Either you live under a rock, or you’re well aware that Russell Crowe is the latest leading man to squeeze his gelatinous rump into the green tights of Robin Hood. No he doesn’t sport the mean ‘stache of Errol Flynn, and no he doesn’t quite have the high-pitch, feminine squeal of Kevin Costner that we’ve all come to know and hate. The one constant between all three films however, is that Hollywood never fails in pointing to the tale of Robin Hood as a parable for modern socialism.
“Steal from the rich, and give to the poor!” is the rhetoric you’ll undoubtedly hear. The only problem with that… Is that Robin Hood never “stole from the rich.” He instead stole from an oppressive government that had taxed its citizens into poverty, and returned the wealth back to its rightful owners. Essentially, Robin Hood put a smackdown on the medieval equivalent of the IRS.
As the quintessential anti-government revolutionary, the Prince of Thieves would have more in common with the likes of our Founding Fathers than that of Marx, Stalin or Sean “Spicoli” Penn. If he were alive today, he’d most likely be coupling a “Don’t Tread on Me” T-shirt along with his trademarked green hosiery. Don’t expect Hollywood to even think of drawing comparisons to modern Tea Partiers though.
“No no,… That would not be good,” says Brian Helgeland (the film’s writer). That wouldn’t fit in with what Tinseltown calls “being thematically contemporary.” Confused? You should be. Let’s break down the original story for a second.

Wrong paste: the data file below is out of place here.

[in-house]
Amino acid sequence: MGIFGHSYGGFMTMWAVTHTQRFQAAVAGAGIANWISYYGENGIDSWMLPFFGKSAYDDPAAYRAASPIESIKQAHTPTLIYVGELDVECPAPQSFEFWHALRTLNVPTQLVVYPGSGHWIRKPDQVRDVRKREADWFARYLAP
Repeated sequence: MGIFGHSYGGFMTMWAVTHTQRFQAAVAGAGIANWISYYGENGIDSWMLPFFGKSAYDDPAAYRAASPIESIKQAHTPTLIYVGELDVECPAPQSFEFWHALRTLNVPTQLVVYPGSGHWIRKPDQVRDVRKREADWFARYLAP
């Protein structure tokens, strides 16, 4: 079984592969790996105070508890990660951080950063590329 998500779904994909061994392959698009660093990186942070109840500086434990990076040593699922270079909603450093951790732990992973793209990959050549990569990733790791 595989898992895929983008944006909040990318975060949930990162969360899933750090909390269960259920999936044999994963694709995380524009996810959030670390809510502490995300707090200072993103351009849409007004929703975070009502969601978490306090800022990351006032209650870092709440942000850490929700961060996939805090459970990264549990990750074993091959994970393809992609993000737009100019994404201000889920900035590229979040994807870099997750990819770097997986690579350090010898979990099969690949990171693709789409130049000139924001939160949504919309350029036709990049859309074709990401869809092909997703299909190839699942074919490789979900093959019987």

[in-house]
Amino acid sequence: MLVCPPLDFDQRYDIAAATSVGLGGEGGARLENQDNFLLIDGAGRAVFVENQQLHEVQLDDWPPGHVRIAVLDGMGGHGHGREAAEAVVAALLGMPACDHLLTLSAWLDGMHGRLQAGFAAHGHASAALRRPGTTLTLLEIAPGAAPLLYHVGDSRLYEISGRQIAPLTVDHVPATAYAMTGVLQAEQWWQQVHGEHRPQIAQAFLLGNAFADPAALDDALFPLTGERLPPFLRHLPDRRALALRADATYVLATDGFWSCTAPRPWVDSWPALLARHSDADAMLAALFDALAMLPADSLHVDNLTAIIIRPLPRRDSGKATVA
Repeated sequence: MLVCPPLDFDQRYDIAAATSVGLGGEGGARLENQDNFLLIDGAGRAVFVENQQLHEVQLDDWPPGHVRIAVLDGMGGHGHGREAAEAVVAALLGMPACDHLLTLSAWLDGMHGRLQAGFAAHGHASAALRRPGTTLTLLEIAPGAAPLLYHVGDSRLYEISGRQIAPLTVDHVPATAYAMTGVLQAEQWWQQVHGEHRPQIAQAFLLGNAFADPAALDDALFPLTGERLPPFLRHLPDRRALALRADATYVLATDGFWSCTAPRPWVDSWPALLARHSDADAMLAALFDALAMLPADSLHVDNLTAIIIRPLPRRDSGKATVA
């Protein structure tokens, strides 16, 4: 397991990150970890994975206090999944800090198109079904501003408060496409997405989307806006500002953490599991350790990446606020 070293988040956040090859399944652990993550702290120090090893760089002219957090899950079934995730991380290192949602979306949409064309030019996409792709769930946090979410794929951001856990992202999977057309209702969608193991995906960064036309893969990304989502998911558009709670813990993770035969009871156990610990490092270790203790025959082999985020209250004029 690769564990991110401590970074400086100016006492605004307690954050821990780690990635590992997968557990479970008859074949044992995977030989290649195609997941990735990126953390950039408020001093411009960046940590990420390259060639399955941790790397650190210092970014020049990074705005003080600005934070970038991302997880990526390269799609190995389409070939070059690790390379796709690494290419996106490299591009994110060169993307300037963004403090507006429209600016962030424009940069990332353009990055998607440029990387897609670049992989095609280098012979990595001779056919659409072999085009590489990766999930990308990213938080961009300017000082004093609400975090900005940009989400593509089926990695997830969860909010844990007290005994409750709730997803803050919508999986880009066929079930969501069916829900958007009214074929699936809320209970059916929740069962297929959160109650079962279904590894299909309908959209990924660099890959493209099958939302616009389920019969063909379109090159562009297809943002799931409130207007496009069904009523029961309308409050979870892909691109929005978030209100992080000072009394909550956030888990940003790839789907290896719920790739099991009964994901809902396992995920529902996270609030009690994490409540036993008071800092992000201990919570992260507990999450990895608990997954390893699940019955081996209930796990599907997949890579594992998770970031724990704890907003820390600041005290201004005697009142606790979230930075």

- Members of the monarchy are born into positions of power despite having never been elected.
- Peasants are born into a life of poverty, with all of their acquisitions being stolen from them by aforementioned monarchy.
- Robin Hood sees injustice in hard-workers living in squalor while corrupt government officials “be livin’ likes pimps” – quoted from the original text for authenticity –
- Robin Hood reaches his breaking point and begins to lead an uprising of the people.
- Government loses control in elaborate swordfight.
- Somebody gets hit with a falling chandelier.
- The people take back what they’d rightfully earned in the first place.
Hmmm… I’m still not seeing this as any sort of anti-capitalist crusade. Where in the story does Mr. Hood steal from small business owners or local entrepreneurs? If there’s a sub-plot where Robin Hood professes the necessity of “equal outcomes,” I certainly haven’t read it. Maybe it’s my mere fourth-grade reading equivalency getting the best of me, but nowhere in the book do I see the Prince of Thieves even suggest any sort of higher or additional taxes.
Have leftists even read the story, or did they just opt to rent the Disney version instead? Come to think of it, I thought it was kind of weird when Sean Penn began quoting “Robin Hood, the little red fox.”
Steven Crowder is a comedian and Fox News contributor.
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